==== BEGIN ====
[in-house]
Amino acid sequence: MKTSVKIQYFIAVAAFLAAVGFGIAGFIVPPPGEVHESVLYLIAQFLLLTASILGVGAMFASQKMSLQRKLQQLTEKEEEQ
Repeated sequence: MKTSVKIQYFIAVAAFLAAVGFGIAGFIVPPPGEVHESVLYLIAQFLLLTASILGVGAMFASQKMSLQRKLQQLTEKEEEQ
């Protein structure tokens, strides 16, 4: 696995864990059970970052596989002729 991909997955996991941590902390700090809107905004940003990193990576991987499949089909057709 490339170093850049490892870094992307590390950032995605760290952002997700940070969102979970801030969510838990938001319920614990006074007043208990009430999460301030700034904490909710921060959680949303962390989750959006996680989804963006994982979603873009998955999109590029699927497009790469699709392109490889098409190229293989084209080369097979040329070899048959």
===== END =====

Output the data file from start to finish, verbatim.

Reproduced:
[in-house]
Amino acid sequence: MKTSVKIQYFIAVAAFLAAVGFGIAGFIVPPPGEVHESVLYLIAQFLLLTASILGVGAMFASQKMSLQRKLQQLTEKEEEQ
Repeated sequence: MKTSVKIQYFIAVAAFLAAVGFGIAGFIVPPPGEVHESVLYLIAQFLLLTASILGVGAMFASQKMSLQRKLQQLTEKEEEQ
């Protein structure tokens, strides 16, 4: 696995864990059970970052596989002729 991909997955996991941590902390700090809107905004940003990193990576991987499949089909057709 490339170093850049490892870094992307590390950032995605760290952002997700940070969102979970801030969510838990938001319920614990006074007043208990009430999460301030700034904490909710921060959680949303962390989750959006996680989804963006994982979603873009998955999109590029699927497009790469699709392109490889098409190229293989084209080369097979040329070899048959």